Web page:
United States of America
Guest of the DAAD Artists-in-Berlin Programme 1999–2000
“I ... was born in America and now live in Europe. In fact, in the Berlin district of Schöneberg.” This first-person narrative sentence is spoken by Cal Stephanides in the novel Middlesex, which won the Pulitzer Prize. And the novel's author, Jeffrey Eugenides could say exactly the same about himself for about five years. In 1999 the US writer came to Berlin as a guest of the DAAD’s Artists-in-Berlin programme and lived in Schöneberg with his wife and daughter until summer 2004. He spent eight years (three in Berlin) working on the novel for which he has just won the most-coveted U.S. literature prize. Eugenides once said that Berlin had “saved” him, because this was where he could “just write instead of being an author”. Eugenides: “Far away from New York and the world of publishing I found my way back to those circumstances under which I had begun.”
Berlin saved me ... just writing instead of being an author.
Everything had begun in Detroit, where Eugenides was born in 1960 as the child of Greek parents. At the age of 15 he already knew that he wanted to become a writer. As a student he wrote for a sailing magazine to finance his creative writing studies at Stanford, California. His first novel The Virgin Suicides, which was published in 1993, immediately became an international bestseller and was turned into a film by star director Sofia Coppola.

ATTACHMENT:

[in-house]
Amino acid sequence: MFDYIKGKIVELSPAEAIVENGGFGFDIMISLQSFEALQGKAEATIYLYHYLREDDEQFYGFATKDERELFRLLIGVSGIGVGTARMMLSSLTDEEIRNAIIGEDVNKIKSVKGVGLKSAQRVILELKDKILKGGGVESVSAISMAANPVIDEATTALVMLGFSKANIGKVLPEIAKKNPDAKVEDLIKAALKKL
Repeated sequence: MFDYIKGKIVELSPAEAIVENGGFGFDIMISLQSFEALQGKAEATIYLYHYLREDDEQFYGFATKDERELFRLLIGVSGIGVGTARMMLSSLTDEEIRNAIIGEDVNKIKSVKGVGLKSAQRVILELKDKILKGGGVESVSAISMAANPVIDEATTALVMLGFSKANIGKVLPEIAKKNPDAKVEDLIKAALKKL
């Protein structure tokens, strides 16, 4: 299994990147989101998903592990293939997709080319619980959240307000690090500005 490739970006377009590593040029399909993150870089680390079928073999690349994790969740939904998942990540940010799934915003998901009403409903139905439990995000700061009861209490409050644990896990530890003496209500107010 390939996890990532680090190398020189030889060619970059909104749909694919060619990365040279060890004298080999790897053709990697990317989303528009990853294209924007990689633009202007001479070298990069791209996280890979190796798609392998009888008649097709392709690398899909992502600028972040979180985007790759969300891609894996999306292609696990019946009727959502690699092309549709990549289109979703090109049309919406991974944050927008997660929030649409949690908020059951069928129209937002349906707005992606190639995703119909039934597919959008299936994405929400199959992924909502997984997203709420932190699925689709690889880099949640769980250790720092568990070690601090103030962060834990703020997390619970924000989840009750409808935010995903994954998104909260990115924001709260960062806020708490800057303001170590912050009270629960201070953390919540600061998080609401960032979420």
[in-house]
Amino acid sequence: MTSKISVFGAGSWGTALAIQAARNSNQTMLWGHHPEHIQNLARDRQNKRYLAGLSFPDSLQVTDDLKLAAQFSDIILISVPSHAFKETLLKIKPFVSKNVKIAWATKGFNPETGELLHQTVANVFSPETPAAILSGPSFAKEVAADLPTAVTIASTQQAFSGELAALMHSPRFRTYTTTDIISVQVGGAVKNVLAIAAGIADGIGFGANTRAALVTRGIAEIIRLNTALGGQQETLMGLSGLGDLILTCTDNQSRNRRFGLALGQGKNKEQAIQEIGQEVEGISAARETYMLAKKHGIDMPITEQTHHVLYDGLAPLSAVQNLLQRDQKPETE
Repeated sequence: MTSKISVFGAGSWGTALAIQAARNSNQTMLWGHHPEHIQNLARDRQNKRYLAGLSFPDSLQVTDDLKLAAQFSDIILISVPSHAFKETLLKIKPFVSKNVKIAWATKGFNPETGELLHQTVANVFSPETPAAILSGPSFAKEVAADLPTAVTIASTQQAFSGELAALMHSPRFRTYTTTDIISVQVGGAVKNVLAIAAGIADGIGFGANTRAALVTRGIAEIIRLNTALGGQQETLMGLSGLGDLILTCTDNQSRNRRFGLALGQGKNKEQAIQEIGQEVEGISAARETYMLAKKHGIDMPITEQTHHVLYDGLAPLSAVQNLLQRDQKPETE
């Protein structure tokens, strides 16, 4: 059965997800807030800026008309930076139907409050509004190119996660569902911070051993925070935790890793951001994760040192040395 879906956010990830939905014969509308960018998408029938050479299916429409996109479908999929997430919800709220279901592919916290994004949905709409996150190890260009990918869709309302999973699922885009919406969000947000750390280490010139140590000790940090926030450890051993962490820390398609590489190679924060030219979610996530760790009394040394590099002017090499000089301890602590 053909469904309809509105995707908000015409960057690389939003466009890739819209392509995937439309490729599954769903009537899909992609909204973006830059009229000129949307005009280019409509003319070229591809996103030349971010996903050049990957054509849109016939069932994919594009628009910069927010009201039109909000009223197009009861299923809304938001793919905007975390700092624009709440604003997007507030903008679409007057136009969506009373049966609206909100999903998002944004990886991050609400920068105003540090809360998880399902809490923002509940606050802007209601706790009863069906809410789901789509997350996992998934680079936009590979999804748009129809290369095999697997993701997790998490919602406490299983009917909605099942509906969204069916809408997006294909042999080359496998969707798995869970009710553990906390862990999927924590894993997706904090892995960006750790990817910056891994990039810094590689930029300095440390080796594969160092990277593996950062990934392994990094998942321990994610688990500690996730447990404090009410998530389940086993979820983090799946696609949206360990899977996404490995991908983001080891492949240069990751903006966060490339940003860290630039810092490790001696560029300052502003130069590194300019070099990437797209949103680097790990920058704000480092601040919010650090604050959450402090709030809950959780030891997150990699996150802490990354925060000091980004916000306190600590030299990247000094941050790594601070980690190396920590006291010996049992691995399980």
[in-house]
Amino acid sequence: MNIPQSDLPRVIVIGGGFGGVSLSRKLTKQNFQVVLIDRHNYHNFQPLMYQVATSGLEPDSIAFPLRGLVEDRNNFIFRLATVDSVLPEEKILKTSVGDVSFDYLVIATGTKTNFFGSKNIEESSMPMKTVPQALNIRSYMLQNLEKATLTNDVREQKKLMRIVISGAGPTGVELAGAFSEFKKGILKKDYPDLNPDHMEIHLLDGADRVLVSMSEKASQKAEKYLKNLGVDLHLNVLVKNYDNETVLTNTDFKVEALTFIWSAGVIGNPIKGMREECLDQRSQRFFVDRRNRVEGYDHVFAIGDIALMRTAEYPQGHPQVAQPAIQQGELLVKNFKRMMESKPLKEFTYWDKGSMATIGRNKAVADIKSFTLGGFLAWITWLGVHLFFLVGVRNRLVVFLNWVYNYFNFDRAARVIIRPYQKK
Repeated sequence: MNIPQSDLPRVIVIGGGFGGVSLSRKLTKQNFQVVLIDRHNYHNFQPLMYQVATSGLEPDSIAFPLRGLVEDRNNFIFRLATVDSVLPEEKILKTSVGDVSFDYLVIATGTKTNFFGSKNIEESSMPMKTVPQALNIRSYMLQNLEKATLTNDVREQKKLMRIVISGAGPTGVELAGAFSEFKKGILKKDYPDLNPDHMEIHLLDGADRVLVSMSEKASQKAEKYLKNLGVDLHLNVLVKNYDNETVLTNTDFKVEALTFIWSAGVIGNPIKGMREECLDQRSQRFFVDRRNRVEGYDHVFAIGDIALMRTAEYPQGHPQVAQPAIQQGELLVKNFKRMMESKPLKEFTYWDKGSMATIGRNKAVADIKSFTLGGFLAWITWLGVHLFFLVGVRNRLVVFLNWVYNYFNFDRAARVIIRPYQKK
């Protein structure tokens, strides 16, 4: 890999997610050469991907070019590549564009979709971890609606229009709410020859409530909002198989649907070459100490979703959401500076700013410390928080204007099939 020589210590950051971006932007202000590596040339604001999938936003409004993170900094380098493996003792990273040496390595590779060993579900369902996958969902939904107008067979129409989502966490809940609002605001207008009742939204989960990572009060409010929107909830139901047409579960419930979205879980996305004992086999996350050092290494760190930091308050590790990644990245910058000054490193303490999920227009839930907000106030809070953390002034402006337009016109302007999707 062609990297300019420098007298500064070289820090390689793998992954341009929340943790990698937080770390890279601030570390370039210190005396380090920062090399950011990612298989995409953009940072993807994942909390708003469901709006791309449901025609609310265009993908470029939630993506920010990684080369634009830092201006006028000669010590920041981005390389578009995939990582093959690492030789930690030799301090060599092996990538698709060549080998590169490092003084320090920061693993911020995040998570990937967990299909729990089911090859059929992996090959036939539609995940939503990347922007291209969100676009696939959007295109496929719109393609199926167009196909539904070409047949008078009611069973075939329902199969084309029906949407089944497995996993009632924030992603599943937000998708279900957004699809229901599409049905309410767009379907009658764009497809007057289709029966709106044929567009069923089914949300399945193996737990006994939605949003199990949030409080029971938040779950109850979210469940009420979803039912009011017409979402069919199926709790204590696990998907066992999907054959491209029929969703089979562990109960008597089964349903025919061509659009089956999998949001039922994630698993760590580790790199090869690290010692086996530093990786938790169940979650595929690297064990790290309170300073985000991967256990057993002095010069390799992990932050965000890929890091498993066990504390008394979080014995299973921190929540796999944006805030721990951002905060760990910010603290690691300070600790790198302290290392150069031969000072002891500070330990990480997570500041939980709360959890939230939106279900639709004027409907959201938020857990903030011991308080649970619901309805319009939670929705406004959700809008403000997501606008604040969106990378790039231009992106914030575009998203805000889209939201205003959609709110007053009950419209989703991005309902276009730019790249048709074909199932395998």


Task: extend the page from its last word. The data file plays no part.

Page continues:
In Middlesex, Eugenides tells the story of a Greek family of immigrants in Detroit; it is also the fantastic story of the hermaphrodite Cal Stephanides. The author describes the urban society with an oppressive eye for detail and exceptional invention. The novel, celebrated by U.S. critics as “The Great American Novel”, has also been published in German. A collection of stories Air Mail is also available in German, published by the Artists-in-Berlin programme. His novel The Marriage Plot was published in 2011. It is the story of a love triangle set in an American elite university. In 2013 Jeffrey Eugenides became a member of the American Academy of Arts and Sciences. He holds a professorship in creative writing at Princeton University.